We all know that we should brush our teeth twice a day – don’t we? Are you ruining your smile by ignoring other factors that affect your teeth?
Hidden sugar in your food
You eat way too much sugar and you don’t even realise it. In a perfect world, you wouldn’t drink orange juice at all. Whole fruit is full of fibre, which means the sugars aren’t as accessible. Juicing fruit destroys the good stuff, which means you may as well wash down your cereal with a can of Coke. It’s the same for smoothies. Stick to water or tea and get your five-a-day the proper way.
Mouthwash containing alcohol
Alcoholic mouthwashes are very good at killing bacteria. They’re not as good at distinguishing good bacteria from the plaque-causing kind. Antibacterial versions are equally undiscerning. That’s bad news for your heart as well as your smile. Switch to a flouridated, teetotal version instead.
You rinse too soon after brushing – what you gargle is only as effective as when you gargle it. The fluoride in toothpaste coats your teeth and protects them from decay. When you rinse with mouthwash straight away, you wash that defensive layer away. Instead, stow a bottle in your desk drawer and use it an hour after lunch, to freshen your breath through the afternoon. Or wait a while after brushing before your use it.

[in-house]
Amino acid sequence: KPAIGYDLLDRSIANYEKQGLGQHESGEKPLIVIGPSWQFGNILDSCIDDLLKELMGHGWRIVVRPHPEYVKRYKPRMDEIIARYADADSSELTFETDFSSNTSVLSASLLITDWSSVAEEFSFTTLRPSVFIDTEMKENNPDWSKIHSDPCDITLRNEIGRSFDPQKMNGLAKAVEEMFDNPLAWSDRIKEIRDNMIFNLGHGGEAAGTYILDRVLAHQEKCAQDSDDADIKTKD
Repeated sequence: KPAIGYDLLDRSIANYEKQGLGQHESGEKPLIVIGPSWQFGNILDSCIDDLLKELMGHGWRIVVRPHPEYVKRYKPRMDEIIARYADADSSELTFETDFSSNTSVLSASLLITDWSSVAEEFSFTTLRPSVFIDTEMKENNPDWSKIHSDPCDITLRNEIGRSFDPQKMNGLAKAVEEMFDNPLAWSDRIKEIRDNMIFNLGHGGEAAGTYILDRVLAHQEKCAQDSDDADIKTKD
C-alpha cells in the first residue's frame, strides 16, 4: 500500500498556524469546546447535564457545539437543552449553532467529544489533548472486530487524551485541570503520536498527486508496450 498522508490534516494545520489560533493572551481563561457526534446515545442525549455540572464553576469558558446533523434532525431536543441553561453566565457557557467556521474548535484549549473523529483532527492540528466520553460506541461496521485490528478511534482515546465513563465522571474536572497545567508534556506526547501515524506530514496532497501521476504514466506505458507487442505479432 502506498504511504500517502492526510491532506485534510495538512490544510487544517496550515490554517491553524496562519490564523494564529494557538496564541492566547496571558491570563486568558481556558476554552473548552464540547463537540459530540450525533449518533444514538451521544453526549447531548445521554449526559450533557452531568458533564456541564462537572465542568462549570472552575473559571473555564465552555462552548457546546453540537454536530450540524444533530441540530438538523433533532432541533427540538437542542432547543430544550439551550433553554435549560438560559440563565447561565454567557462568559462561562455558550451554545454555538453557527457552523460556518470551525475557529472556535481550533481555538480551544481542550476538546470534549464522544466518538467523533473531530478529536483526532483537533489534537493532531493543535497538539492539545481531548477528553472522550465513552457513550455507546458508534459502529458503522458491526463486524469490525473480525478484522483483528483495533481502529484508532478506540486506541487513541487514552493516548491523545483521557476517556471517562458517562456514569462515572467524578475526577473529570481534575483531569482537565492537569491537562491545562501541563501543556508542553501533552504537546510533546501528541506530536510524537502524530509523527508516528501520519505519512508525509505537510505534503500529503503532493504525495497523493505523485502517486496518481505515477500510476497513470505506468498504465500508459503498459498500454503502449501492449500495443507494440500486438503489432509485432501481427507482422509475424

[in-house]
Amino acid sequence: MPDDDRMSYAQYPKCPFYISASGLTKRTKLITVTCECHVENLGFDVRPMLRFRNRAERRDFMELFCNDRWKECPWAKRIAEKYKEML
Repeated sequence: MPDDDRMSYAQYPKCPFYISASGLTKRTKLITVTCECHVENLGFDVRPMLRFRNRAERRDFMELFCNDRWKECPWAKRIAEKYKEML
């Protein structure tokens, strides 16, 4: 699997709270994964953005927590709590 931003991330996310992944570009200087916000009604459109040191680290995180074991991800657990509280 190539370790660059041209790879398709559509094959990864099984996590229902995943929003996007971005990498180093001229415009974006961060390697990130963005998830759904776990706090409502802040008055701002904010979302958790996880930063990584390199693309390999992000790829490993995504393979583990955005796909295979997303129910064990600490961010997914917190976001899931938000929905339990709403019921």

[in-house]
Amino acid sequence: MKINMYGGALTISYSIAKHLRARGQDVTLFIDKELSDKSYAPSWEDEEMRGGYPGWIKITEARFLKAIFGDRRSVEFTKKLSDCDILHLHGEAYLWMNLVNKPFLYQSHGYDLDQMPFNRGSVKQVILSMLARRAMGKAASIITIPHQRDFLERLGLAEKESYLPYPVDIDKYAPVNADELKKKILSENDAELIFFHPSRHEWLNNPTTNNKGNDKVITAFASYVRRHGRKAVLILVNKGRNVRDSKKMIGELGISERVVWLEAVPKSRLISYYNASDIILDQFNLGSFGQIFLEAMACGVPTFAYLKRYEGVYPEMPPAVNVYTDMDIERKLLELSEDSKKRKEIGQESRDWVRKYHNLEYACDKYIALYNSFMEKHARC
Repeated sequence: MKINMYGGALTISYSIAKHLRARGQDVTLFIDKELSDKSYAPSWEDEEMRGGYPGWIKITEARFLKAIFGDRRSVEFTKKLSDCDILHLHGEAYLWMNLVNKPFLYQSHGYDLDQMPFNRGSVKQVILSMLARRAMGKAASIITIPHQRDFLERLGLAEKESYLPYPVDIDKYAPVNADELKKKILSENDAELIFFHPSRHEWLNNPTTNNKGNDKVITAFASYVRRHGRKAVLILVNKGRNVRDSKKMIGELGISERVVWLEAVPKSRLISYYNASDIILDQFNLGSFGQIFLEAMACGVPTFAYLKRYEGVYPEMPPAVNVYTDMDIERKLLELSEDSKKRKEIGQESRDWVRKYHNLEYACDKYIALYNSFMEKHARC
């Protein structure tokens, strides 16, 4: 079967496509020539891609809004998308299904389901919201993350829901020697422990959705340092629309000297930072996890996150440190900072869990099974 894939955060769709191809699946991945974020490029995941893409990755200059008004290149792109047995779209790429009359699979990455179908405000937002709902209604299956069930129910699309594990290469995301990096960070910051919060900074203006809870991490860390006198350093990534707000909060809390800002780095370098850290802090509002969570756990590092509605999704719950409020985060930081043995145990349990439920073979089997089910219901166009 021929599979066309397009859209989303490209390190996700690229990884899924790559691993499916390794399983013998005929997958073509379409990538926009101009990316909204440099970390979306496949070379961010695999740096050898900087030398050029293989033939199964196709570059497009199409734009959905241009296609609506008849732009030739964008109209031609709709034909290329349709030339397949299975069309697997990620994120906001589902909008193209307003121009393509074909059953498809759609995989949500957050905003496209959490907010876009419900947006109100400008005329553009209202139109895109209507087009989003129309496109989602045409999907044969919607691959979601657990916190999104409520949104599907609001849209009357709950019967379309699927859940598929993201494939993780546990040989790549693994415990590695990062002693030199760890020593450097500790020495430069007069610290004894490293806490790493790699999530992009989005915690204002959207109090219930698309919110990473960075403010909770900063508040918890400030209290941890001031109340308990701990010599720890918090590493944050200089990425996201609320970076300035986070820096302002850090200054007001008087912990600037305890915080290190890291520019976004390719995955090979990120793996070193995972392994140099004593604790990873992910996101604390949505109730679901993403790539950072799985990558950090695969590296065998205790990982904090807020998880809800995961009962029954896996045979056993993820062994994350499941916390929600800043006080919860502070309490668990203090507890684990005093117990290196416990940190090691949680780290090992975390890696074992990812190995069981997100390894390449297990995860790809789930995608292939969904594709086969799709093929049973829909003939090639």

You can actually brush too much
Brushing your teeth buffs away the stains that can discolour them. If you brush for longer than two minutes, more than twice a day, or bear down too hard on your teeth, you can brush away the enamel as well. If you want to top up after eating, chew sugar-free gum instead. It stimulates saliva, which acts as a natural antibacterial to help keep your teeth white.
Don’t forget to floss
You need to floss. There was some debate a while ago but that myth was debugged. Your brush can’t reach around a third of your tooth surface. If you don’t floss, this becomes a breeding ground for bacteria. Not only does this cause decay but also receding gums. Receding gums are the first sign of tooth loss. Floss straight after brushing, to pull leftover toothpaste between teeth and double the protection.
How old is your toothbrush?
You keep your toothbrush for too long. When your dentist tells you to replace your toothbrush or brush head every three months they aren’t trying to sell you a new one. When the bristles are cut at the factory, they’re left jagged. They’re rounded off before being packaged, but over time this forgiving surface wears away. You then end up with sharp bristles that can strip your tooth’s dentin and enamel. Replace yours before the bristles lose their shape to prevent the damage.
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